One of the most common excuses made for the death penalty is that it provides justice for the victims. However, as demonstrated by the story of the farm worker and Camus’s father, the death penalty does not erase the previous crime (most often, murder) in the sense that it was never committed and the victims were never victimized; it erases the previous crime in that the moment spectators see the new act of violence, they forget the old one. Worse, in this pageant of violence they forget the old victims, and make of the committer of the old violence, the victim of the new violence. Thus the number of victims is only increased, and the initial, innocent victims are rendered anonymous (Carroll 88). Where is the justice in that?

Another common excuse for the death penalty is that it serves as an example which will deter potential criminals from future crime. If that were true, we would not still be having executions by which to deter our suspicious public today from becoming the criminals we shall execute tomorrow. For example, Camus cites an account that "at a time when pickpockets were executed in England, other pickpockets exercised their talents in the crowd surrounding the scaffold where their colleague was being hanged" (Reflections on the Guillotine 189). To render matters even more nonsensical, nowadays most societies that think of themselves as polite, prefer to carry out this form of public deterrent, in private.

Now, if the condemned’s victims are dead, or very often even if they are not, they are not present for the act of so-called justice, and by privatizing this ultimate punishment, no longer either is it a public deterrent, so just what is it then? Like terrorism, it is yet another act of violence that does nothing for the acts of violence done in the past, does nothing to stop the acts of violence that will be done in the future, and by communicating the message that the loss of one human life is somehow easily placated by taking another human life, thus trivializes human life in general.


In addition to committing the senseless acts of violence treated above, Camus also takes issue with the society and the individuals in said society just going along with it all as though it has nothing to do with any of them. He writes in the essay Neither Victims nor Executioners that in our world a human being does one of two things. One option is accepting the present reality. However, by that acceptance, we also accept, whether we want to or not, responsibility for the violence present and future, no “I was just following orders” or “the end justifies the means”—putting human lives second to abstract ideas—excuses. The second option in our present reality is to reject it, but rejecting it means that we actually have to do something about it; anything else is lackadaisical “No, don’t” lip service (37).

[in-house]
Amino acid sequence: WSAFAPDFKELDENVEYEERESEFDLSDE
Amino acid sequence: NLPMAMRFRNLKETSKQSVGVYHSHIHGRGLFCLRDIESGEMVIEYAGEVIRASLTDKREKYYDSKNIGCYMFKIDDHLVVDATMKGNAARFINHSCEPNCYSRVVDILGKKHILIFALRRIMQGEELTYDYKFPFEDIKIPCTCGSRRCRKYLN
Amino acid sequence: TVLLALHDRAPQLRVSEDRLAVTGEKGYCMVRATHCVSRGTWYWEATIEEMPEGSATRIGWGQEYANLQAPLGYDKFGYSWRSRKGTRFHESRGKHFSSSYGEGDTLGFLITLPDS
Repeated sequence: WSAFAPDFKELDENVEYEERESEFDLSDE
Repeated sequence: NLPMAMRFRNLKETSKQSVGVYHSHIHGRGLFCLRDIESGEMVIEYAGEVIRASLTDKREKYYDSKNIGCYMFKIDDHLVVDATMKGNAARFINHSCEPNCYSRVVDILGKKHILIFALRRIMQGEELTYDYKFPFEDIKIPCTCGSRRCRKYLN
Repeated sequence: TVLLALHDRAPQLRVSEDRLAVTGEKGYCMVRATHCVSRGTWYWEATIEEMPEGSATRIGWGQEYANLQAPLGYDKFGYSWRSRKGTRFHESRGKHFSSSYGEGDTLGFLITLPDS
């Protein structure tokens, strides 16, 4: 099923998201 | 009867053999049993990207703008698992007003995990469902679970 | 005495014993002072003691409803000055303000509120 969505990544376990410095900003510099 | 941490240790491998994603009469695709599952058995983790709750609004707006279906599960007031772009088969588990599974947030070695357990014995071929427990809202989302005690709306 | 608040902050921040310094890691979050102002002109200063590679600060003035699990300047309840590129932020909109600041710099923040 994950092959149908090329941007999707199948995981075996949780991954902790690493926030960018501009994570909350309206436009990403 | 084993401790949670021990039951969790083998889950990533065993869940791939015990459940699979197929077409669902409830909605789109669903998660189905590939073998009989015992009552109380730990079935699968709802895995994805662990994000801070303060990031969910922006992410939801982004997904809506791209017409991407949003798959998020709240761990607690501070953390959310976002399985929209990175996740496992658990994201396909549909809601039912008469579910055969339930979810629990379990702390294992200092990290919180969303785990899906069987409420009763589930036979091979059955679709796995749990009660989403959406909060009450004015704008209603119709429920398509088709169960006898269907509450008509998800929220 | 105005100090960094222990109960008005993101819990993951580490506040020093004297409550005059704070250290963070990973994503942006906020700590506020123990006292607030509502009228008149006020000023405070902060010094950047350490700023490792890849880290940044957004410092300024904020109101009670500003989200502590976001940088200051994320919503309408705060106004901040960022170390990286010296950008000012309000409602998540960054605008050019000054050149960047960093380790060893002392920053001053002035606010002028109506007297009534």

Choose, and act. Both of these force the individual to actually acknowledge the world around them, and realize that there are other people in it. Violence against anyone suddenly becomes more real once we put faces to the ideas. Either way a person chooses, and however they then choose to act, Camus concludes that “[t]he essential thing is that people should carefully weight the price they must pay” (55).

Works Cited
Camus, Albert. The Just Assassins. In Caligula and Three Other Plays, trans. Stuart Gilbert. New York: Vintage Books, 1958.
-->Letter to an Algerian Militant. 1955. In Resistance, Rebellion, and Death, trans. Justin O’Brien. Introduction by Justin O’Brien. New York: Vintage International, 1960. pp. 126-30.
---. Neither Victims nor Executioners, trans. Dwight Macdonald. Chicago: World Without War Publications, 1972.
---. The Rebel: An Essay on Man in Revolt, trans. Anthony Bower. Introduction by Sir Herbert Read. 1956. New York: Vintage International, 1991.
---. Reflections on the Guillotine. 1957. In Resistance, Rebellion, and Death, trans. Justin O’Brien. Introduction by Justin O’Brien. New York: Vintage International, 1960. pp. 175-234.
Carroll, David. Albert Camus the Algerian: Colonialism, Terrorism, Justice. New York: Columbia University Press, 2007.